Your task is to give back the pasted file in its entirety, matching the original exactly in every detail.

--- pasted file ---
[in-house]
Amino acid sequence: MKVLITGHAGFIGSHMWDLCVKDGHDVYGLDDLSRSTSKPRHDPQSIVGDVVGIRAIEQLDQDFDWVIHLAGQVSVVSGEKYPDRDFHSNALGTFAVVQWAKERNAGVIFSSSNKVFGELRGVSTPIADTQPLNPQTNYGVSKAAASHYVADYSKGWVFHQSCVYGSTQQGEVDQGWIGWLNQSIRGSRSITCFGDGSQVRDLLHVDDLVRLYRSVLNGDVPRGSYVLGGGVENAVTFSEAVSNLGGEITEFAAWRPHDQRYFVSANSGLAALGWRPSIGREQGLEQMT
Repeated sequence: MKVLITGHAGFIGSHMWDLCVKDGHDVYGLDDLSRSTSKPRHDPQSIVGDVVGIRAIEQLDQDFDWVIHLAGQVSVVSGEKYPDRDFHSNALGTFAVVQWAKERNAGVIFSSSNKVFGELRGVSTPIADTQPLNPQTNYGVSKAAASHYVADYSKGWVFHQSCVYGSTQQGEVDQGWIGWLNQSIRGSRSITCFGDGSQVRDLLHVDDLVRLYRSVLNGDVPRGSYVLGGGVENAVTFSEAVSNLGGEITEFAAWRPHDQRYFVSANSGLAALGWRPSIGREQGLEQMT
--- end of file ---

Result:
[in-house]
Amino acid sequence: MKVLITGHAGFIGSHMWDLCVKDGHDVYGLDDLSRSTSKPRHDPQSIVGDVVGIRAIEQLDQDFDWVIHLAGQVSVVSGEKYPDRDFHSNALGTFAVVQWAKERNAGVIFSSSNKVFGELRGVSTPIADTQPLNPQTNYGVSKAAASHYVADYSKGWVFHQSCVYGSTQQGEVDQGWIGWLNQSIRGSRSITCFGDGSQVRDLLHVDDLVRLYRSVLNGDVPRGSYVLGGGVENAVTFSEAVSNLGGEITEFAAWRPHDQRYFVSANSGLAALGWRPSIGREQGLEQMT
Repeated sequence: MKVLITGHAGFIGSHMWDLCVKDGHDVYGLDDLSRSTSKPRHDPQSIVGDVVGIRAIEQLDQDFDWVIHLAGQVSVVSGEKYPDRDFHSNALGTFAVVQWAKERNAGVIFSSSNKVFGELRGVSTPIADTQPLNPQTNYGVSKAAASHYVADYSKGWVFHQSCVYGSTQQGEVDQGWIGWLNQSIRGSRSITCFGDGSQVRDLLHVDDLVRLYRSVLNGDVPRGSYVLGGGVENAVTFSEAVSNLGGEITEFAAWRPHDQRYFVSANSGLAALGWRPSIGREQGLEQMT